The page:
Perth’s urban village for food, fashion and graffiti, the incomparable Mt Lawley,  seduces Fleur Bainger as she stops in at all the coolest haunts.

It’s not unusual to spy colourful splashes of crochet randomly wrapped around the urban furniture in Mt Lawley.

The area is decidedly shabby-chic and the outdoor knitting is just one case in point. There’s also a rich mix of hipsters sporting beards and tatts, alternatively dressed designers and funky baby boomers walking pooches with attitude.

They wander past vision-filling street art and quirky sculptures that sit between clusters of independent stores and restaurant-bar hybrids. You could say it’s a mash up of Sydney’s Newtown and Surry Hills – with a decidedly Perth flavour.

The community is fiercely proud and unwaveringly loyal – Mt Lawley is only four kilometres from the heart of Perth’s CBD, yet it has an altogether individual personality – and it attracts people like a magnet, having become one of Perth’s most popular urban villages.

It’s where Heath Ledger, Hugh Jackman and Tim Minchin used to hang out (though not together, obviously). All three studied at the Western Australian Academy of Performing Arts (WAAPA), only a few blocks from the neighbourhood’s jugular, Beaufort Street. A surprising number of the jazz world’s contemporary greats also got their start at the respected arts school.

In 1901, Mt Lawley was officially named after the then-Governor of Western Australia, Sir Arthur Lawley. Word has it his wife, Lady Annie Lawley, only agreed to the area’s title on the proviso that no licensed hotels would operate within its boundaries.

Her wishes were not enduring. The seeds of the Beaufort Street shopping strip were soon sown and by the end of WWII, residents were being replaced by small businesses. Printers, photographers, painters and decorators started moving in.

As the 1970s neared, private car ownership snowballed and Beaufort Street became a popular artery in and out of Perth city centre – much like it is today. About the time flares were in fashion, and a younger demographic began renovating houses, reviving old shop spaces and subdividing properties.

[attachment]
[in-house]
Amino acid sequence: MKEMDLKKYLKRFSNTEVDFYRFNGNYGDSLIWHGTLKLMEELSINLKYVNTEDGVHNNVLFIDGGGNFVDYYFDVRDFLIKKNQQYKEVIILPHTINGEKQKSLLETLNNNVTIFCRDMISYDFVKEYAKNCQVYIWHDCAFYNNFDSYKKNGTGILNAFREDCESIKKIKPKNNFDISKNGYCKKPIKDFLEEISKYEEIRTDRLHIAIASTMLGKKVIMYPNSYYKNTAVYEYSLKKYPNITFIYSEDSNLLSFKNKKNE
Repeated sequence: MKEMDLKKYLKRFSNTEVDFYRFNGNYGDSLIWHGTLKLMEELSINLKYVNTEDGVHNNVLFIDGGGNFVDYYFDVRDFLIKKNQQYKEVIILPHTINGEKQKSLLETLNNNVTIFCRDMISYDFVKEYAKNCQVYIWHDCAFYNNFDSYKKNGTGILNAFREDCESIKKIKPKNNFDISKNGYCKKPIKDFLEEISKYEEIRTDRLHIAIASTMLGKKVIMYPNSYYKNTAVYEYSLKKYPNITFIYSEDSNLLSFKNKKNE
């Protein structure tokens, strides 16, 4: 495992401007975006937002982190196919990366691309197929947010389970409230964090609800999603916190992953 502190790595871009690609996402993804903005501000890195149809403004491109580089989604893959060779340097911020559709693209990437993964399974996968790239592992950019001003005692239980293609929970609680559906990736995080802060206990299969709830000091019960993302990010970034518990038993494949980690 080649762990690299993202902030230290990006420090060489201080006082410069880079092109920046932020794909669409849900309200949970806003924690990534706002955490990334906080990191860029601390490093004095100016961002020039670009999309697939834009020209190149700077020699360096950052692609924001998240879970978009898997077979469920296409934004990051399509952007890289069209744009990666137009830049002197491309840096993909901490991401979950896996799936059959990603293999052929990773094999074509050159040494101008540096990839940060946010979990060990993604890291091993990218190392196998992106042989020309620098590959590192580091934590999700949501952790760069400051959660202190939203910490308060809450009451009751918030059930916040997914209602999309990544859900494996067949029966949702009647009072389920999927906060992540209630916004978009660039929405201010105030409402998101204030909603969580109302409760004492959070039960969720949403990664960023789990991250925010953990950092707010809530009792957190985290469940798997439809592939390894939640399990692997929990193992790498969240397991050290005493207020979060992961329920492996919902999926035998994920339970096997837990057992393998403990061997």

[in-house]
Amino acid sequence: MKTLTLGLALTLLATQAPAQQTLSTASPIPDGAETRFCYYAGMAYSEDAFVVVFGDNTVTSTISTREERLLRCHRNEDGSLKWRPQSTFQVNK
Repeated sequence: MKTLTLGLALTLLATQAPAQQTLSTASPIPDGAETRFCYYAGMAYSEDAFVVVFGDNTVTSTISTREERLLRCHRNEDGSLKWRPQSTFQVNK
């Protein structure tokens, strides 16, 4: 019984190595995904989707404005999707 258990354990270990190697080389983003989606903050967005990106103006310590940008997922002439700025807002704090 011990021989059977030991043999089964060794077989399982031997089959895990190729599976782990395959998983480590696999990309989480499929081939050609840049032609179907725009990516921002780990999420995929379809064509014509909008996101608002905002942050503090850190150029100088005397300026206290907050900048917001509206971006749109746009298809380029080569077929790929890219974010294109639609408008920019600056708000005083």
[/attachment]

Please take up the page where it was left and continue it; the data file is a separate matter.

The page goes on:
Clothing boutiques and other retailers opened up; restaurants, cafes and bars followed and word spread that this vibrant part of town was the place to be. Mt Lawley has maintained its swagger ever since.

Mt Lawley’s cafe artery – Beaufort Street

A meander through the neighbourhood means sticking almost exclusively to Beaufort Street, where the 40 kilometres per hour speed limit pays respect to pedestrians, who zig-zag from one side to the other.

As the bitumen unfurls, it invisibly crosses over from Mt Lawley to Highgate, which is the second-smallest suburb in Perth, so it understandably feels as though it’s one and the same area. All locals regard Beaufort Street as a whole so we’re going to as well.

Cheap and cheerful fresh flower shops beautify the strip’s southern end, while plastic buckets crammed with blooms spill onto the pavement on the Chatsworth Street corner, some bunches as cheap as $6 a pop. Our favourite flower hawker, Chatsworth Deli has been there for some 20 years.

Enrique’s School For To Bullfighting, a quirkily named pop-up bar so popular it stayed, is a quick jay-walk across the road – get a cocktail there later. Its sister establishment, Beaufort Local buzzes day and night with caffeine hounds and cake lovers – its sweets display is equal parts quaint and humorous – and its food menu follows suit.